Eating before you exercise is vital to a successful workout. If you don't supply your body with sufficient energy, you'll be unable to perform physically at your maximum capacity. In most cases, however, the energy you burn during exercise comes from the meals you've eaten over the two to three days prior to working out. What you eat during the hours before you exercise will stave off hunger, keeping your blood sugar high and your mind focused throughout your workout.
Pre-Workout Eating: Carbs
Throughout the day before your workout, it's advisable to eat plenty of complex carbohydrates, according to the Iowa State University Extension. Black beans are a prime example of complex carbohydrates, as are brown rice, and whole grain breads or pastas. Carbo-loading is a practice used by some athletes before major sporting events to maximize their body's "fuel". If you decide to use black beans as part of a carbo-loading diet, Mayo Clinic recommends getting no more than 50 to 55 percent of your caloric intake from carbs during the week before the event and up to 70 percent of your calories from carbohydrates during the final four days.
Pre-Workout Eating: Protein
While carbs are useful prior to training, you should avoid excessive fat or protein consumption, which takes longer to digest and will provide you with less energy by the time you're ready to work out. Black beans do have fairly high quantities of protein, with more than 7 g per cup, when cooked. On the other hand, black beans are extremely low in fat, with less than half a gram of fat per cup of cooked dry black beans. Canned black beans may have marginally more fat, along with much more sodium.
Meals and Snacks
When you should schedule your last meal before a workout depends largely on your own body and metabolism. As a general rule, have a large meal at least three hours before your workout. Have a smaller meal up to two hours beforehand. Smaller snacks are okay up to an hour before you train. For example, a large meal with black beans might include black bean soup, rice and vegetables. For a smaller meal, you might have a large black bean burrito. Your snack could be a single taco with lettuce, tomato, a small serving of black beans.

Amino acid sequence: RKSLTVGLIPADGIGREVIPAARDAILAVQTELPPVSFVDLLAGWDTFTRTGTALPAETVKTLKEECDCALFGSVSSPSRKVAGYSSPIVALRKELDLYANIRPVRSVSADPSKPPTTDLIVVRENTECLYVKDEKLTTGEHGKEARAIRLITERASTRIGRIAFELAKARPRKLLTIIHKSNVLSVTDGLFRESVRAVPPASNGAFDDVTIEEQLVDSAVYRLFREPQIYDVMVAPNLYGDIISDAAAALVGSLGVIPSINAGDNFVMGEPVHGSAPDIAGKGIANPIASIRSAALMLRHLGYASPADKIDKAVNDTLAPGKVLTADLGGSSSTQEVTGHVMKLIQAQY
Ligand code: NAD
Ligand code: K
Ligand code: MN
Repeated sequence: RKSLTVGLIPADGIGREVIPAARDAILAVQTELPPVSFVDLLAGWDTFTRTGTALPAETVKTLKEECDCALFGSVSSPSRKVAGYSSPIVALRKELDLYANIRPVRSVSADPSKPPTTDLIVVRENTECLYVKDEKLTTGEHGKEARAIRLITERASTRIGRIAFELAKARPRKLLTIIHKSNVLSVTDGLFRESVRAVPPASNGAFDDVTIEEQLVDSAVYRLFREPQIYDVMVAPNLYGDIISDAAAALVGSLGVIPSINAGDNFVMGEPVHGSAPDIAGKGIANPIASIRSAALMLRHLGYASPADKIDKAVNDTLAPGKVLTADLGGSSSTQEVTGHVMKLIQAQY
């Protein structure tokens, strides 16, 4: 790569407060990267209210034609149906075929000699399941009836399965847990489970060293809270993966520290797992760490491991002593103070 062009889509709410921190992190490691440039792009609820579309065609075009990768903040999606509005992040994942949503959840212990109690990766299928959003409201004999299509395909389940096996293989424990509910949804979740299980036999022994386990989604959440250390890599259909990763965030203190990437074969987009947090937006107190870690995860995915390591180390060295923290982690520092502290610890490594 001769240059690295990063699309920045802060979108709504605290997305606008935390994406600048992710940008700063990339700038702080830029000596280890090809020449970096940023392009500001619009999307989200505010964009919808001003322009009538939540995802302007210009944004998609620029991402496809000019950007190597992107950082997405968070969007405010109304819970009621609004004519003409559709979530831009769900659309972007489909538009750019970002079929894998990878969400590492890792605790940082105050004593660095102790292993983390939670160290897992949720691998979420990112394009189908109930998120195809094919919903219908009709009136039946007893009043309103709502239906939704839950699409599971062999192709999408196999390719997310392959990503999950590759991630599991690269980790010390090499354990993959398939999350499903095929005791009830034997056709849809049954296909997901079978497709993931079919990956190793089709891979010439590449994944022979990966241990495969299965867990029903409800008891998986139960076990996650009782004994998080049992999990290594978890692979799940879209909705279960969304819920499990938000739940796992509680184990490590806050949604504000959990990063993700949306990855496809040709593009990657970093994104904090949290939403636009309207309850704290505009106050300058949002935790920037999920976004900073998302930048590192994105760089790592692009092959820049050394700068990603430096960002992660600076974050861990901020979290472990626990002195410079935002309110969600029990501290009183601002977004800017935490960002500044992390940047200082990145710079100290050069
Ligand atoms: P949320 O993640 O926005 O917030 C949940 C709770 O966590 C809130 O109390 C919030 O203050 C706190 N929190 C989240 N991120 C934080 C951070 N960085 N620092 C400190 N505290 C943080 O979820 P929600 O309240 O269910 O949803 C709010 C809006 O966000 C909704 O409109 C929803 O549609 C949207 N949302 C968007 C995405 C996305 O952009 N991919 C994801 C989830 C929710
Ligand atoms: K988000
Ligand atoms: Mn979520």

What you eat before a workout isn't your only dietary consideration -- you should also attend to your fluid intake to ensure you'll be hydrated throughout training. If you eat black beans from a can or a pre-packaged black bean dish, check the sodium content carefully. It's common for ready-made black bean soups or even seasoned, dried black beans to contain a lot of salt, which can dehydrate you if you don't compensate with extra water. After you've finished exercising, don't hesitate to finish off any leftovers. To replace the glycogen, or blood sugar, that you've depleted during your workout, it's highly advisable to eat a combination of proteins and carbohydrates, such as black beans.
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Danielle Hill has been writing, editing and translating since 2005. She has contributed to "Globe Pequot" Barcelona travel guide, "Gulfshore Business Magazine," "Connecting Lines: New Poetry from Mexico" and "The Barcelona Review." She has trained in neuro-linguistic programming and holds a Bachelor of Arts in comparative literature and literary translation from Brown University.